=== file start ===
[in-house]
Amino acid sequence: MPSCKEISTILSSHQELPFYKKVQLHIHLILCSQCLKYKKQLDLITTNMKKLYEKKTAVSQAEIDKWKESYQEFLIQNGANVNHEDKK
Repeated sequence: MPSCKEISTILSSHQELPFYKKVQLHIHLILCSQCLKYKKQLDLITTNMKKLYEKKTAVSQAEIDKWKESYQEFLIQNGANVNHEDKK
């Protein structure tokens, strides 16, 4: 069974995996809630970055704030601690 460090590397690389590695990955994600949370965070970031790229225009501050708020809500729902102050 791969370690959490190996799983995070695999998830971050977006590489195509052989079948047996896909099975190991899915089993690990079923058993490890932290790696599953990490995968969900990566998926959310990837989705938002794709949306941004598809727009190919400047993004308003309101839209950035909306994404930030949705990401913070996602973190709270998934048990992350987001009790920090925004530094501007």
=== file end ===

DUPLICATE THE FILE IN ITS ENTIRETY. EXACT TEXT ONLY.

[in-house]
Amino acid sequence: MPSCKEISTILSSHQELPFYKKVQLHIHLILCSQCLKYKKQLDLITTNMKKLYEKKTAVSQAEIDKWKESYQEFLIQNGANVNHEDKK
Repeated sequence: MPSCKEISTILSSHQELPFYKKVQLHIHLILCSQCLKYKKQLDLITTNMKKLYEKKTAVSQAEIDKWKESYQEFLIQNGANVNHEDKK
């Protein structure tokens, strides 16, 4: 069974995996809630970055704030601690 460090590397690389590695990955994600949370965070970031790229225009501050708020809500729902102050 791969370690959490190996799983995070695999998830971050977006590489195509052989079948047996896909099975190991899915089993690990079923058993490890932290790696599953990490995968969900990566998926959310990837989705938002794709949306941004598809727009190919400047993004308003309101839209950035909306994404930030949705990401913070996602973190709270998934048990992350987001009790920090925004530094501007």